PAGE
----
From Stroboscope to Dream Machine: A History of Flicker-Induced Hallucinations

BC ter Meulen, D Tavy, B.C. Jacobs

Research output: Contribution to journalArticleAcademicpeer-review

15 Citations (Scopus)

Abstract

When early neurophysiologists, like William Grey Walter (1910-1977), started using intermittent photic driving in electroencephalography, they were struck by a wide range of visual hallucinations that were reported. In current neuroscience, the phenomenon is used mainly to model hallucinations that are related to altered neuronal activity between the thalamus and the visual cortex, such as the Charles Bonnet syndrome. However, during the psychedelic 1960s, Brion Gysin (1916-1986), a painter and a poet, became interested in the hallucinations and designed his own stroboscope or dream machine, as a means for spiritual enlightenment. This article traces back the history of flicker-induced hallucinations from the early use of stroboscopes in neurophysiology to the dream machine. Copyright (C) 2009 S. Karger AG, Basel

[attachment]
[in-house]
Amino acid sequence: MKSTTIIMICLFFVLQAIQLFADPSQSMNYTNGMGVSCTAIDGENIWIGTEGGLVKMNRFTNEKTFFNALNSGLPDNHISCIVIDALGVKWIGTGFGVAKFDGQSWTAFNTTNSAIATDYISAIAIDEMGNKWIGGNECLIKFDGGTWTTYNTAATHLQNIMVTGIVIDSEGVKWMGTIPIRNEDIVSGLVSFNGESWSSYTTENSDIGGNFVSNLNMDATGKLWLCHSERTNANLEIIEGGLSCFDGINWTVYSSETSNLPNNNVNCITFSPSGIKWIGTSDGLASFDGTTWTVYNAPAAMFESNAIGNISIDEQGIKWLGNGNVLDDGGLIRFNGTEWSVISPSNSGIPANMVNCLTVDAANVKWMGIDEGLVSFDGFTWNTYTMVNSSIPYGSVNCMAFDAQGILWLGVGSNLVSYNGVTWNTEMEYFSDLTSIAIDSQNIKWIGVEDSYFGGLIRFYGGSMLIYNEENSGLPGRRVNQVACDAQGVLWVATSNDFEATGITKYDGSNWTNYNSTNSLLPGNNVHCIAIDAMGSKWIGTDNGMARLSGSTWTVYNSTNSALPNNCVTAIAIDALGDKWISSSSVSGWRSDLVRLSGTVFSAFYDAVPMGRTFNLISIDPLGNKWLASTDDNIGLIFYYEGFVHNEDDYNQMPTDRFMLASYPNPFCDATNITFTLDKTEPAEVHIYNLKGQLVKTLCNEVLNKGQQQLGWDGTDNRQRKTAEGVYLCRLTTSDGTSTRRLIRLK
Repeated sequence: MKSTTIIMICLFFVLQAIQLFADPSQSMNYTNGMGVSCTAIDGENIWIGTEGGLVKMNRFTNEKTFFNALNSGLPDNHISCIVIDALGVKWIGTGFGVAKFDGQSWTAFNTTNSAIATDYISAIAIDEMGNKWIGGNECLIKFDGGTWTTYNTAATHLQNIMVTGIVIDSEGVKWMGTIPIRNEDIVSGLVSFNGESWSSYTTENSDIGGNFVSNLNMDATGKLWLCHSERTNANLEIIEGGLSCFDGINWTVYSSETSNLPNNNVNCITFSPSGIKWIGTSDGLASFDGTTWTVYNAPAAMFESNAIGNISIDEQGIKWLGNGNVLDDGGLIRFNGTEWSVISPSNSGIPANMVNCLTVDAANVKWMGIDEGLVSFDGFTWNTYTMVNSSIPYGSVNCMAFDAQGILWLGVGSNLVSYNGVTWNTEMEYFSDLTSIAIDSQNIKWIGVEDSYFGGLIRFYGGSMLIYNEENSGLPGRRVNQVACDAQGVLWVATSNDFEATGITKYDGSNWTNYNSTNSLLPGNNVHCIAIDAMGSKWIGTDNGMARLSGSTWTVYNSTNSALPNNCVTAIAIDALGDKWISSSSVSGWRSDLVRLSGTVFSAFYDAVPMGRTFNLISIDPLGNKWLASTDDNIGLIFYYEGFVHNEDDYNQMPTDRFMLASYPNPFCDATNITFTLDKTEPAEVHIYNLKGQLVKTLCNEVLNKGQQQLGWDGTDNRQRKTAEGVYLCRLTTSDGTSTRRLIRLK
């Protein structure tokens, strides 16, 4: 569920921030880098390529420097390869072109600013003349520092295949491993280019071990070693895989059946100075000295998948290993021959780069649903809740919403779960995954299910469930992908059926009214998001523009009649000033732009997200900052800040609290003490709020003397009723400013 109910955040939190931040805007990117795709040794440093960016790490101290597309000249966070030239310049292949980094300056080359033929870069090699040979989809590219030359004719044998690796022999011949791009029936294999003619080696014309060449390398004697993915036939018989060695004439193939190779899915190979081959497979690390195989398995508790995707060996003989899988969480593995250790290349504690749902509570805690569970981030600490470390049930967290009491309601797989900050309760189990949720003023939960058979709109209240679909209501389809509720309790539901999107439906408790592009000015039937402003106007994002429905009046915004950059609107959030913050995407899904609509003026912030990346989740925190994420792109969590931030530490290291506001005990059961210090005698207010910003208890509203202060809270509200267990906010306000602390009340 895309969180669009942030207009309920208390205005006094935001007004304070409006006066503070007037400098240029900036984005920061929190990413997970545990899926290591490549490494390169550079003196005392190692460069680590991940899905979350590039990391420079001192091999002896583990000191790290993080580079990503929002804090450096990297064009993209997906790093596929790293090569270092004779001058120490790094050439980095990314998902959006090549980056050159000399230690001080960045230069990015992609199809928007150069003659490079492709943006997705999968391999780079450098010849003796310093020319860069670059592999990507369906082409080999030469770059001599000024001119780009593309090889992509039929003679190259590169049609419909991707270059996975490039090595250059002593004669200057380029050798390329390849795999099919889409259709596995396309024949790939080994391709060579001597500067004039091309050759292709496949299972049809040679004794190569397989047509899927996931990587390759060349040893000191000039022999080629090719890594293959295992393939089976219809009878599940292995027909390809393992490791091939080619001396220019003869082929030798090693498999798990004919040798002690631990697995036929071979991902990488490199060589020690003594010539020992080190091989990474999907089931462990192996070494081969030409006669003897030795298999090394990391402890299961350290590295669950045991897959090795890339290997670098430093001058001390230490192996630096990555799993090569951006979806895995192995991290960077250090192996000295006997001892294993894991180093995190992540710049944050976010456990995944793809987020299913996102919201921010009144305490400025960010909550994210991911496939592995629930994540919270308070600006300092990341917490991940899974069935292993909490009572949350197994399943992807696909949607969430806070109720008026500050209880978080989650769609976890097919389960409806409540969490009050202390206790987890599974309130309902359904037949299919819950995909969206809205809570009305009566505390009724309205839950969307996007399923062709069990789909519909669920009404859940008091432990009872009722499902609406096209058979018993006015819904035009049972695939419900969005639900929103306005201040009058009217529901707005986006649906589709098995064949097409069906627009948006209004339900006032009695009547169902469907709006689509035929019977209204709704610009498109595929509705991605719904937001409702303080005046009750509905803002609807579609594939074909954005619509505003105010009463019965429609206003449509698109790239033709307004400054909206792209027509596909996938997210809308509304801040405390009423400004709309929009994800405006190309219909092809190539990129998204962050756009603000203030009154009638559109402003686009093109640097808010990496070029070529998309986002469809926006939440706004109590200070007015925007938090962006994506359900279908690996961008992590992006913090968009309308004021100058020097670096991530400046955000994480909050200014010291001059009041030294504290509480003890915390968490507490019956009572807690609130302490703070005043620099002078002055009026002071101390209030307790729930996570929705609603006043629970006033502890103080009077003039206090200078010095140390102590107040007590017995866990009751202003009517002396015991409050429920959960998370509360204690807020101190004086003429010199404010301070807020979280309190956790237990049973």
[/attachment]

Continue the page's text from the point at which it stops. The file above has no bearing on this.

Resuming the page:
Original languageUndefined/Unknown
Pages (from-to)316-320
Number of pages5
JournalEuropean Neurology
Volume62
Issue number5
DOIs
Publication statusPublished - 2009

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